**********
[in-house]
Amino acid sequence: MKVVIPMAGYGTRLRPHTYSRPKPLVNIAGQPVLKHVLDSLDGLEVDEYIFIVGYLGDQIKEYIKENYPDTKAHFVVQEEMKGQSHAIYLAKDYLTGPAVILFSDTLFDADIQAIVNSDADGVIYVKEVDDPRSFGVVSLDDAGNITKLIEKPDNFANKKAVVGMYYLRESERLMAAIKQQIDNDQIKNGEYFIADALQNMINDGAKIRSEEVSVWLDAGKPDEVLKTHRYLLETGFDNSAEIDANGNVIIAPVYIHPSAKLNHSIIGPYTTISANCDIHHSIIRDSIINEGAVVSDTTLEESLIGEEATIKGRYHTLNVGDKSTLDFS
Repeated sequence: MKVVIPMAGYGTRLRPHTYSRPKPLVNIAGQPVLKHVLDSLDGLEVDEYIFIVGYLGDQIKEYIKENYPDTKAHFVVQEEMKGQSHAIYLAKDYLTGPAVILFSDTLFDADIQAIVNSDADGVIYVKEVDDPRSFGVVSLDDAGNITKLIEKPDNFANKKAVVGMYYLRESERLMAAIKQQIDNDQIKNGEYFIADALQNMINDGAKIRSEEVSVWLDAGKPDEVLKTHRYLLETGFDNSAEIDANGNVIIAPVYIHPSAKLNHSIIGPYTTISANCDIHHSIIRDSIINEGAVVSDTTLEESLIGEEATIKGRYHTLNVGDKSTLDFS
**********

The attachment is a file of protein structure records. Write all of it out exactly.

[in-house]
Amino acid sequence: MKVVIPMAGYGTRLRPHTYSRPKPLVNIAGQPVLKHVLDSLDGLEVDEYIFIVGYLGDQIKEYIKENYPDTKAHFVVQEEMKGQSHAIYLAKDYLTGPAVILFSDTLFDADIQAIVNSDADGVIYVKEVDDPRSFGVVSLDDAGNITKLIEKPDNFANKKAVVGMYYLRESERLMAAIKQQIDNDQIKNGEYFIADALQNMINDGAKIRSEEVSVWLDAGKPDEVLKTHRYLLETGFDNSAEIDANGNVIIAPVYIHPSAKLNHSIIGPYTTISANCDIHHSIIRDSIINEGAVVSDTTLEESLIGEEATIKGRYHTLNVGDKSTLDFS
Repeated sequence: MKVVIPMAGYGTRLRPHTYSRPKPLVNIAGQPVLKHVLDSLDGLEVDEYIFIVGYLGDQIKEYIKENYPDTKAHFVVQEEMKGQSHAIYLAKDYLTGPAVILFSDTLFDADIQAIVNSDADGVIYVKEVDDPRSFGVVSLDDAGNITKLIEKPDNFANKKAVVGMYYLRESERLMAAIKQQIDNDQIKNGEYFIADALQNMINDGAKIRSEEVSVWLDAGKPDEVLKTHRYLLETGFDNSAEIDANGNVIIAPVYIHPSAKLNHSIIGPYTTISANCDIHHSIIRDSIINEGAVVSDTTLEESLIGEEATIKGRYHTLNVGDKSTLDFS